Congenital absence of the vas deferens
|Congenital absence of the vas deferens|
|Classification and external resources|
|NCI||Congenital absence of the vas deferens|
|Patient UK||Congenital absence of the vas deferens|
Congenital absence of the vas deferens (CAVD) is a condition in which the vasa deferentia reproductive organs, fail to form properly prior to birth. It may either be unilateral (CUAVD) or bilateral (CBAVD).
The vas deferens connect the sperm-producing testicles to the penis. Therefore, those who are missing both vas deferens are typically able to create sperm but are unable to transport them appropriately. Their semen does not contain sperm, a condition known as azoospermia.
There are two main populations of CAVD; the larger group is associated with cystic fibrosis and occurs because of a mutation in the CFTR gene, while the smaller group (estimated between 10 and 40%) is associated with Unilateral Renal agenesis (URA). The genetic basis of this second group is not well understood.
Mutation of the CFTR gene is found to result in obstructive azoospermia in postpubertal males with cystic fibrosis. Strikingly, CAVD is one of the most consistent features of cystic fibrosis as it affects 98-99% of individuals in this CF patient population. In contrast, acute or persistent respiratory symptoms present in only 51% of total CF patients.
In the subset of males with both CBAVD and URA, the CFTR mutation has been shown to occur at a rate only slightly higher than the overall population. Thus, McCallum, et al. have suggested another mutation may be responsible for this condition.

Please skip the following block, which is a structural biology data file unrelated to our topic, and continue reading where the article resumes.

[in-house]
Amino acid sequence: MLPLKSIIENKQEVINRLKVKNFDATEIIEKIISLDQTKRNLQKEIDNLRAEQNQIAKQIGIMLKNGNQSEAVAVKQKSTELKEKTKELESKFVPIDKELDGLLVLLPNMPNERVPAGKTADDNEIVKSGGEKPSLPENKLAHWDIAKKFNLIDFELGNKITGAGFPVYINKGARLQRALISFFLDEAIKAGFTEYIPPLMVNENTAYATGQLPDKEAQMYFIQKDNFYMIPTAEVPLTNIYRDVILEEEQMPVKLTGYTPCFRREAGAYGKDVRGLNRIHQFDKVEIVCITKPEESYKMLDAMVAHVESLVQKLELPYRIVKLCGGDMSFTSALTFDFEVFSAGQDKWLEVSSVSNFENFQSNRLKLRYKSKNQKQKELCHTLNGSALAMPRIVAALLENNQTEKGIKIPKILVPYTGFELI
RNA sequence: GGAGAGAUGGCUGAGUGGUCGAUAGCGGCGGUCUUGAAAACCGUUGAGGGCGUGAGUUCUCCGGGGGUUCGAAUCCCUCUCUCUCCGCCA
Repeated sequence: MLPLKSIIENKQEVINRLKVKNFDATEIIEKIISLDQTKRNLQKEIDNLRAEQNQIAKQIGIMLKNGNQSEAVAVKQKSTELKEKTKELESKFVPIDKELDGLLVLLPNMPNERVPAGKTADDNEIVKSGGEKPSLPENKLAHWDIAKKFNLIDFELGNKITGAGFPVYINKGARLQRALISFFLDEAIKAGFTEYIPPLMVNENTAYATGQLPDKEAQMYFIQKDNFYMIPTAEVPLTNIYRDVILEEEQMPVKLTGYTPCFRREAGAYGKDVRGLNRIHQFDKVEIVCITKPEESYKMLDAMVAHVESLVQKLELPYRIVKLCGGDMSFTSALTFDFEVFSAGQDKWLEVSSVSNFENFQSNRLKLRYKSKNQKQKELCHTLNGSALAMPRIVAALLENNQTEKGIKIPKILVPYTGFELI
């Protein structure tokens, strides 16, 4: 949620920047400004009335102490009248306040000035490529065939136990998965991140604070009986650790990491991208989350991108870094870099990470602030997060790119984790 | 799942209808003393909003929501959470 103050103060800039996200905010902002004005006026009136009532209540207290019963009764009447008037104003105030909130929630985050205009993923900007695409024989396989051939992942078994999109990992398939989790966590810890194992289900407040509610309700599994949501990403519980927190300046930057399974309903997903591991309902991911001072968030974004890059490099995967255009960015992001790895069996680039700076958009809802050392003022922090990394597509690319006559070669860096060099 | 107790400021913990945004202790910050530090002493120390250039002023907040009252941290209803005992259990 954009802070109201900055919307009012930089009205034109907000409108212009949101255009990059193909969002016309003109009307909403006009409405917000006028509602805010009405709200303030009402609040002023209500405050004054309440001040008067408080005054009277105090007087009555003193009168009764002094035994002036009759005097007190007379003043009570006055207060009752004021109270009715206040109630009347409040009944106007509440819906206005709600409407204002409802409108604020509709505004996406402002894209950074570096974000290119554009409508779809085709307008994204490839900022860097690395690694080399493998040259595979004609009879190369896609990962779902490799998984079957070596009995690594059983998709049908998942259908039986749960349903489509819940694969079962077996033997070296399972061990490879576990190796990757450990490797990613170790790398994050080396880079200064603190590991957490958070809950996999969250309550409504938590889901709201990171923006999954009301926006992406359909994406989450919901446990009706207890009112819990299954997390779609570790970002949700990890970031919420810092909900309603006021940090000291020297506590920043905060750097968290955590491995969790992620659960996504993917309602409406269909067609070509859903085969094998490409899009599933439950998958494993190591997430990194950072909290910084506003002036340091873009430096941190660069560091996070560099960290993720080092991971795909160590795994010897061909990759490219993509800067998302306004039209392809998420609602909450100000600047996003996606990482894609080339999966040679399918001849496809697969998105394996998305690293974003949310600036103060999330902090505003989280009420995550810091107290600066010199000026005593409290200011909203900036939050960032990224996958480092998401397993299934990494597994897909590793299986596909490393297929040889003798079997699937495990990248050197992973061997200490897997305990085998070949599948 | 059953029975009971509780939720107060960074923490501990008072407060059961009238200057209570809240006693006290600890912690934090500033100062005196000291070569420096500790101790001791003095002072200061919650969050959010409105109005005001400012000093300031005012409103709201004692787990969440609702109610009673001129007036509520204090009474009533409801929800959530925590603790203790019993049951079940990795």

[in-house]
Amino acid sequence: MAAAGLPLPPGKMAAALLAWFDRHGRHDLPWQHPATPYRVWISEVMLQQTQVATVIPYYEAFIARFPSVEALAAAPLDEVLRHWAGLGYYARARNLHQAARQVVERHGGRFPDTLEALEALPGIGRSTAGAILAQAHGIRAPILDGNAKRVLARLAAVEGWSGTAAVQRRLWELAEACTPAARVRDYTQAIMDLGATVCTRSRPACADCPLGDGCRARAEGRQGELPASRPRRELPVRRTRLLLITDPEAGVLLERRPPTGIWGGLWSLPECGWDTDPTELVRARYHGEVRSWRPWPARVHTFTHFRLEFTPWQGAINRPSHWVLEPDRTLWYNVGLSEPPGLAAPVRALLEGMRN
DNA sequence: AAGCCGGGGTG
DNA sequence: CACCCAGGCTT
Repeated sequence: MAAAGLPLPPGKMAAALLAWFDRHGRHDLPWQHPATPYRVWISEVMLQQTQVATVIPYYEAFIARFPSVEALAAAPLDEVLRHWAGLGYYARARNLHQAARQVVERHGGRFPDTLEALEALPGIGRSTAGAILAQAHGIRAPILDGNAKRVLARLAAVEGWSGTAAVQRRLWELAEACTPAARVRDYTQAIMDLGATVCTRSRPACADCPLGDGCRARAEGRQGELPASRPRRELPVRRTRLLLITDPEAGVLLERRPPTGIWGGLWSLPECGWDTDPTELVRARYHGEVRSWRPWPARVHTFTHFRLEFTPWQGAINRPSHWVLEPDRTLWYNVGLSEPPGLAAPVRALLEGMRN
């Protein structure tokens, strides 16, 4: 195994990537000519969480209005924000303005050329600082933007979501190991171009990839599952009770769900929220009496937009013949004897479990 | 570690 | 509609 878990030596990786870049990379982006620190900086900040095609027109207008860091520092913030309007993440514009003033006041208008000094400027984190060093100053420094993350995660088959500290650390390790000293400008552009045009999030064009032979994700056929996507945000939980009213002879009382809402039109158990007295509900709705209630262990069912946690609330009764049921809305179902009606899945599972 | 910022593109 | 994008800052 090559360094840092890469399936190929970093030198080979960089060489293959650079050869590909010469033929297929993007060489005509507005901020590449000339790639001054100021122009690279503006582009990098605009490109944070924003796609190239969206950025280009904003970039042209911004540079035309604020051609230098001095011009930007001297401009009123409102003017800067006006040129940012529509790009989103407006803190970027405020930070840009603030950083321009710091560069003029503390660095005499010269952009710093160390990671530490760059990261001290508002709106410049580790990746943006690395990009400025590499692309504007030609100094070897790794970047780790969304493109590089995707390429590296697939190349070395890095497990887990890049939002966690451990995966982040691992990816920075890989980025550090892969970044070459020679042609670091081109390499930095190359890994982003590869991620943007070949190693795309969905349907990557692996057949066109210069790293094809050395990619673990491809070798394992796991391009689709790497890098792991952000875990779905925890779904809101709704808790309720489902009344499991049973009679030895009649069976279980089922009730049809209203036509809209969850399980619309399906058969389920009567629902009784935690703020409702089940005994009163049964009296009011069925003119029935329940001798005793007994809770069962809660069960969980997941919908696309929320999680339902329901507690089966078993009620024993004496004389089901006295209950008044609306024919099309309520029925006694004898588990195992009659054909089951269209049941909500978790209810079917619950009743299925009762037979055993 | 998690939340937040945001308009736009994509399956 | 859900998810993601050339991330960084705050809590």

Scrotal ultrasonography and transrectal ultrasonography (TRUS) are useful in detecting uni- or bilateral CBAVD, which may be associated with visible abnormalities or agenesis of the epididymis, seminal vesicles or kidneys.
Individuals with CAVD can reproduce with the assistance of modern technology with a combination of testicular sperm extraction and intracytoplasmic sperm injection (ICSI). However, as the risk of either cystic fibrosis or renal agenesis is likely to be higher in the children, genetic counseling is generally recommended.
- Online 'Mendelian Inheritance in Man' (OMIM) VAS DEFERENS, CONGENITAL BILATERAL APLASIA OF; CBAVD -277180
- Grangeia A; Sá R; Carvalho F et al. (2007). "Molecular characterization of the cystic fibrosis transmembrane conductance regulator gene in congenital absence of the vas deferens". Genet. Med. 9 (3): 163–72. PMID 17413420. doi:10.1097/GIM.0b013e3180318aaf.
- McCallum, T.J.; Milunsky, J.M.; Munarriz, R.; Carson, R.; Sadeghi-Nejad, H.; Oates, R.D. "Unilateral renal agenesis associated with congenital bilateral absence of the vas deferens: phenotypic findings and genetic considerations".
- Rosenstein BJ, Cutting GR (1998). "The diagnosis of cystic fibrosis: a consensus statement. Cystic Fibrosis Foundation Consensus Panel". J Pediatr. 132 (4): 589–95. PMID 9580754. doi:10.1016/S0022-3476(98)70344-0.
- Lotti, F.; Maggi, M. (2014). "Ultrasound of the male genital tract in relation to male reproductive health". Human Reproduction Update 21 (1): 56–83. ISSN 1355-4786. doi:10.1093/humupd/dmu042.
- "Congenital bilateral absence of the vas deferens". Genetics Home Reference.
- Congenital bilateral aplasia of vas deferens; Congenital bilateral absence of the vas deferens at NIH's Office of Rare Diseases
- "CFTR-Related Disorders Includes: Congenital Absence of the Vas Deferens". GeneTests.